The thing is that you have to pay if you want to be in the Safari Extensions Gallery like in App Store! If you want to distribute extensions outside the extension gallery you can do this like you did earlier.
 
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Saucesome2000

macrumors 6502
Dec 10, 2014
338
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Nashville, TN
From a security standpoint, this is actually good for the end user. Installed Safari Extensions can inject malicious code into any website you visit. Combined with auto-update, you never know if an extension might be compromised – which has happened to both Firefox and Chrome extensions. By requiring a paid/verified developer account and code signing, Apple gains the ability to revoke malicious extensions.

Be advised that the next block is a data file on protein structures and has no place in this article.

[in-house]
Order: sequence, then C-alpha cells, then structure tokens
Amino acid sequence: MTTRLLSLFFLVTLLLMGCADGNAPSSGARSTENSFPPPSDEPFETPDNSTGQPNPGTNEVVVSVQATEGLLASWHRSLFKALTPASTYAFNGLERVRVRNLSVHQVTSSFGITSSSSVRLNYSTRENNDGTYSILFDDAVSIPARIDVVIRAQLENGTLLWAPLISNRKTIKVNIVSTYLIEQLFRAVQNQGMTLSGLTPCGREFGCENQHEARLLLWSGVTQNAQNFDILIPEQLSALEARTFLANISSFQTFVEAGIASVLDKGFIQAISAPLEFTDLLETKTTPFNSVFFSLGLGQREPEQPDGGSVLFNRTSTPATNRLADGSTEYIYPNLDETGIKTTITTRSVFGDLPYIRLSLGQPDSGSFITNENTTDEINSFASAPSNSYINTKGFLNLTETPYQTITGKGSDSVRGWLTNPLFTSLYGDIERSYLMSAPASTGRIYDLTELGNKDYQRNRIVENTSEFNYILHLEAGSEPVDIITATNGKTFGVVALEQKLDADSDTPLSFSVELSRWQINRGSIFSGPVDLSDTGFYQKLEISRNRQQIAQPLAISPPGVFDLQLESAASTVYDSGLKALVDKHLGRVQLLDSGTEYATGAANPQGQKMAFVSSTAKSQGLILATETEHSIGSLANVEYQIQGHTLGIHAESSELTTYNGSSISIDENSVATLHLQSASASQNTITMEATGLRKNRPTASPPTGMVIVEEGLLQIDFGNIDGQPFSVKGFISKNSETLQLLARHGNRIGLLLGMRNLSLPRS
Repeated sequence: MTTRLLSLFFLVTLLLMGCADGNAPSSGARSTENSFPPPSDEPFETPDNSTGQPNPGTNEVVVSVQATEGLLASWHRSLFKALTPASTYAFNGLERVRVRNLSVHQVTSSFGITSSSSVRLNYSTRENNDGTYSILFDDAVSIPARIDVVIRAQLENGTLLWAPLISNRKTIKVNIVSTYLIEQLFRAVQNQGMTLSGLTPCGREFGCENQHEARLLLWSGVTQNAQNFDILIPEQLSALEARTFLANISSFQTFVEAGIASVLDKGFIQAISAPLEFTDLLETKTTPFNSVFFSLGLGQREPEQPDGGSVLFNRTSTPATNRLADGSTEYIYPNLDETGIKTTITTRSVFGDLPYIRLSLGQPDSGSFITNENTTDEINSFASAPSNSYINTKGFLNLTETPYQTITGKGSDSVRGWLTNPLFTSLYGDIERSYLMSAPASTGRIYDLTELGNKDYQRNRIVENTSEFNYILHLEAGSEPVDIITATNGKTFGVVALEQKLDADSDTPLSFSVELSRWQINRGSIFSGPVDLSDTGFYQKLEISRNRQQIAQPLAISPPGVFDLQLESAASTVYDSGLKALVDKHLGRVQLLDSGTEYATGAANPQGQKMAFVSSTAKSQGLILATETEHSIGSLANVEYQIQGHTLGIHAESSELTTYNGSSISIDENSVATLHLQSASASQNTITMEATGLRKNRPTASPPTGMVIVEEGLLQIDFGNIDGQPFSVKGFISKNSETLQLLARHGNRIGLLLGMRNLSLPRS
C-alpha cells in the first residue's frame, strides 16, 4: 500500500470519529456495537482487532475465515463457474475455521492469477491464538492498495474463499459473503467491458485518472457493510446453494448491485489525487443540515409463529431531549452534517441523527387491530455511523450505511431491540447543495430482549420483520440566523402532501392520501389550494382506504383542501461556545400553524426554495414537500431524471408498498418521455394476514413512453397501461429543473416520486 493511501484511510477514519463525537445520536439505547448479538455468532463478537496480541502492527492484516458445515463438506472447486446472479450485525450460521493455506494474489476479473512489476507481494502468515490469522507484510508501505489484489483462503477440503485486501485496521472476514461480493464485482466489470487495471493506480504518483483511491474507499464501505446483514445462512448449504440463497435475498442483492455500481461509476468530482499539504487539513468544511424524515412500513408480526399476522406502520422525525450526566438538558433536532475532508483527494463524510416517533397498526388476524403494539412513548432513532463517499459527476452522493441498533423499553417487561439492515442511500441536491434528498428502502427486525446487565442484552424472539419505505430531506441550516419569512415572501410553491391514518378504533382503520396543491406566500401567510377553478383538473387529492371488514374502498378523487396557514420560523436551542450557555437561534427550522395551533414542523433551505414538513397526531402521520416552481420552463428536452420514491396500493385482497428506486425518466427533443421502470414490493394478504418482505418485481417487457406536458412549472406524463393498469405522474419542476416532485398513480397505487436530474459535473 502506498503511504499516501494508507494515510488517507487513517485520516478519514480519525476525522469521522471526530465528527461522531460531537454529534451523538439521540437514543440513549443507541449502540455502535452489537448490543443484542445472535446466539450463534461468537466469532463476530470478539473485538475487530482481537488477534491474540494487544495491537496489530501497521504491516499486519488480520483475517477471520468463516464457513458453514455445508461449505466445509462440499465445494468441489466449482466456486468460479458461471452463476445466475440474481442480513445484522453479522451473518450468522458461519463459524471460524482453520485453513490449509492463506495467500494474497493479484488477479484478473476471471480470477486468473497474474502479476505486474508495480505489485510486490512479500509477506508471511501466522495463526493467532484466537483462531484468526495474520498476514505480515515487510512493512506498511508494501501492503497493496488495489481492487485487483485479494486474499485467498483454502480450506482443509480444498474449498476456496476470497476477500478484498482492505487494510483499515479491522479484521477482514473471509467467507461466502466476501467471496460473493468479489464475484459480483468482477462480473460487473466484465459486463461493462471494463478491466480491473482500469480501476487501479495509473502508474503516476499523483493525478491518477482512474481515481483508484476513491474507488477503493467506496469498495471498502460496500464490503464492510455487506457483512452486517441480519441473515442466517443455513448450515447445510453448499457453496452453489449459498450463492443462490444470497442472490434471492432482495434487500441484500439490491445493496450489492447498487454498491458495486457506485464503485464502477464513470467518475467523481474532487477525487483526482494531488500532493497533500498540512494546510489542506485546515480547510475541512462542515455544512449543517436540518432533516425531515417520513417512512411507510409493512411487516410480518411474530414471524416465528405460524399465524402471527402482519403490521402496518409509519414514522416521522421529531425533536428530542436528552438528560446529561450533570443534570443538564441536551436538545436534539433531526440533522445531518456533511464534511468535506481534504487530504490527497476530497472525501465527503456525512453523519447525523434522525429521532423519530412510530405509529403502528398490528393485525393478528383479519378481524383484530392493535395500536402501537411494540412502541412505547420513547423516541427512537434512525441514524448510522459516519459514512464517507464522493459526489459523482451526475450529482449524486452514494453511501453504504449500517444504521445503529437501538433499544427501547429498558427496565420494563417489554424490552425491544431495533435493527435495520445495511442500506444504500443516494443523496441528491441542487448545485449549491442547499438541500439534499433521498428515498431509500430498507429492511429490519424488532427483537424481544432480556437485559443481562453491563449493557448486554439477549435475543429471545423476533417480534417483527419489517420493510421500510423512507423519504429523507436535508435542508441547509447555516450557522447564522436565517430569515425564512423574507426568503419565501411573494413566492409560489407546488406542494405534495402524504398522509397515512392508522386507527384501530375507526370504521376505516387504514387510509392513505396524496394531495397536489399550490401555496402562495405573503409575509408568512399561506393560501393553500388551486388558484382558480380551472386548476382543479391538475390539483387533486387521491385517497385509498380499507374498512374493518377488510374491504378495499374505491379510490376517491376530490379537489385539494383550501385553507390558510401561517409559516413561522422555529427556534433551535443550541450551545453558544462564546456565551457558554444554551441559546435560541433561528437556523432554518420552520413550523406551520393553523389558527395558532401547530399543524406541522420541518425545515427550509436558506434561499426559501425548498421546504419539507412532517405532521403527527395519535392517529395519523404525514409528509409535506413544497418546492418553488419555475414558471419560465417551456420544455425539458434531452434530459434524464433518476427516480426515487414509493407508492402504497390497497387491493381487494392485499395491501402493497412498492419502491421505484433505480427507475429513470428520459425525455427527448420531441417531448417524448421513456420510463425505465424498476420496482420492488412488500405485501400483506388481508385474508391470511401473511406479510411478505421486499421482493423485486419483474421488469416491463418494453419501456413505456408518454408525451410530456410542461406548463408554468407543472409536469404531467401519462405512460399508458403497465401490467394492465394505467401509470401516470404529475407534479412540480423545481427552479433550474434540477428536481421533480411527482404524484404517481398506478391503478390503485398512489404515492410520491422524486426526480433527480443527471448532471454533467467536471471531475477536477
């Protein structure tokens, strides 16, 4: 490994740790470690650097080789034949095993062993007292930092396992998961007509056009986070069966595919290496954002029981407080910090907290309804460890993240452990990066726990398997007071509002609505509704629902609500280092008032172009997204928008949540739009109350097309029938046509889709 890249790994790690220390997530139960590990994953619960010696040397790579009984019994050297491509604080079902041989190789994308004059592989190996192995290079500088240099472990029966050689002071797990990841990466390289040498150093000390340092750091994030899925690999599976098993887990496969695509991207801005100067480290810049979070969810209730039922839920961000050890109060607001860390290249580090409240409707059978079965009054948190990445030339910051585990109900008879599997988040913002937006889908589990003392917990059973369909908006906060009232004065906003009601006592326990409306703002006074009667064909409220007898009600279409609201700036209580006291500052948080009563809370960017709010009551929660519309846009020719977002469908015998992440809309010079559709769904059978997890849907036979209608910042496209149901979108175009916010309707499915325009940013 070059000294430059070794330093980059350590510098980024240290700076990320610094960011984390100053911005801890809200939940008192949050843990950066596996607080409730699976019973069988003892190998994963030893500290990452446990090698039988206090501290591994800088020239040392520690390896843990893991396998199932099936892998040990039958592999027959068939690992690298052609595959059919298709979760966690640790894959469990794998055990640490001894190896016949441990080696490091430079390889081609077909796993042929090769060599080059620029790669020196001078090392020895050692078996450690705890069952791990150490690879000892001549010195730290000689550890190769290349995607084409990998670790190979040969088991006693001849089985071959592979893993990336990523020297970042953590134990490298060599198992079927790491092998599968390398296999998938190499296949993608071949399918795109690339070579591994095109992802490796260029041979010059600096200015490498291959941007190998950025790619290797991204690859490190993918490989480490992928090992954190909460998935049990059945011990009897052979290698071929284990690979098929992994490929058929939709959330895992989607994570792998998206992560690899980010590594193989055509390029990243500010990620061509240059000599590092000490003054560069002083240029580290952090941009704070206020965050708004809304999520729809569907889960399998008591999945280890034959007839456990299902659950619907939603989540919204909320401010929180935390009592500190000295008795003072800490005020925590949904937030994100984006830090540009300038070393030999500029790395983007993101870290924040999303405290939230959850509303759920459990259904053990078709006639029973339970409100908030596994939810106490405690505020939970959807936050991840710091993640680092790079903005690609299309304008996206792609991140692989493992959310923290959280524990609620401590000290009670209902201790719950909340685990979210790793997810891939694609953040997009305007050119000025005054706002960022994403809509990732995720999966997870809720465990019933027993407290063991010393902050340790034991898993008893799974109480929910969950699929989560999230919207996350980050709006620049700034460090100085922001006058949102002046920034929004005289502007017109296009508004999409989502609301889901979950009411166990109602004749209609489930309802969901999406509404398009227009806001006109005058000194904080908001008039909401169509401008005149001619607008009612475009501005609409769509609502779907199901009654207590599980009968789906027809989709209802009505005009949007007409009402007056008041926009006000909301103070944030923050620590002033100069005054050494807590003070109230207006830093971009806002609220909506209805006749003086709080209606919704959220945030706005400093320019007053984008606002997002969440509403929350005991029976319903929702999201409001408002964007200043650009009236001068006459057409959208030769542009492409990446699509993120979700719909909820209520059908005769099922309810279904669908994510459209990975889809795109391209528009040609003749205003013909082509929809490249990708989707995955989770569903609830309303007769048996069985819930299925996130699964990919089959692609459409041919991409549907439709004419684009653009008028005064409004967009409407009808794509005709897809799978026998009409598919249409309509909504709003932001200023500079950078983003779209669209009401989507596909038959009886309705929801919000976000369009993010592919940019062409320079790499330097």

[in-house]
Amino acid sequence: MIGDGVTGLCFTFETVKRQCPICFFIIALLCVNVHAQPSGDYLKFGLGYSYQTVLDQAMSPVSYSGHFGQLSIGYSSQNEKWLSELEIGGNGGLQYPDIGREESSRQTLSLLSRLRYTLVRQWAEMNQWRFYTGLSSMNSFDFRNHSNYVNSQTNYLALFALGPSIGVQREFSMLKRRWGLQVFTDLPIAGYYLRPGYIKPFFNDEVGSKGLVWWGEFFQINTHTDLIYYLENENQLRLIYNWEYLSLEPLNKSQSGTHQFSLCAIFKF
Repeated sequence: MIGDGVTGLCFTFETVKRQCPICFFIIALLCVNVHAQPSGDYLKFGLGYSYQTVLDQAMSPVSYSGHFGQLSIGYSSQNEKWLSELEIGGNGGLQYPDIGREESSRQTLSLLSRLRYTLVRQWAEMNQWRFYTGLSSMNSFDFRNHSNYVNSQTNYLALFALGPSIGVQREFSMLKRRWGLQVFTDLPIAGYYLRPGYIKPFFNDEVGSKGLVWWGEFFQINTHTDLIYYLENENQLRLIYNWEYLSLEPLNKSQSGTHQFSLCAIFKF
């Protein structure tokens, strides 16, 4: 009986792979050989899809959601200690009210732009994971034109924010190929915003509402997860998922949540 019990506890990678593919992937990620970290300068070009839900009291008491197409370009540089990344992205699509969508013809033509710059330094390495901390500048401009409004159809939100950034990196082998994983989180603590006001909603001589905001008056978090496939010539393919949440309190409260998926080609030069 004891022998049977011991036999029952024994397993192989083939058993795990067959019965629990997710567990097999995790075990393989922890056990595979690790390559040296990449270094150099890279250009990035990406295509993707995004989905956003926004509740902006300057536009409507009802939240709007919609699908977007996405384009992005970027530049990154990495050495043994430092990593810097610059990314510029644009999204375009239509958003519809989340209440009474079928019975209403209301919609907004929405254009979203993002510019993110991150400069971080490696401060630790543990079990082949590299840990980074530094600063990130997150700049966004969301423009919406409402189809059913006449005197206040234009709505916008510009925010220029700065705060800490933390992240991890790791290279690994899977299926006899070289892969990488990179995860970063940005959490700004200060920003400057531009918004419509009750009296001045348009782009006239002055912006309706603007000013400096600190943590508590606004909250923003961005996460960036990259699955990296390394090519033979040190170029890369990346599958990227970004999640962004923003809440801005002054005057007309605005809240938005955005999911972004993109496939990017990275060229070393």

That's what I was thinking, but the internet will never waste the opportunity to accuse someone of being greedy.
 
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richard4339

macrumors 6502a
Sep 6, 2006
870
89
Illinois
This is not entirely true... chrome charges $5 per developer.

Yeah, I was going to point that out.

I wrote 3 Chrome extensions for my workplace that we use internally only, and we were happy to have them hosted internally. When Chrome made it so you could only get extensions from the store, I was in the same boat. I had to pay the $5 fee for extensions that no one outside our internal network will ever touch. But still, $5 is a drop in the bucket overall.
 
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jaymzuk

macrumors regular
Jun 1, 2012
221
45
The $99 is to deter Apple from having to trawl through absolute garbage extensions.

The change is all about giving the end user a feature it can stand by - "A safe, reliable extensions library hosted in one place", with the giant asterisk that is as long as those extensions don't offend Apple in any way, shape or form.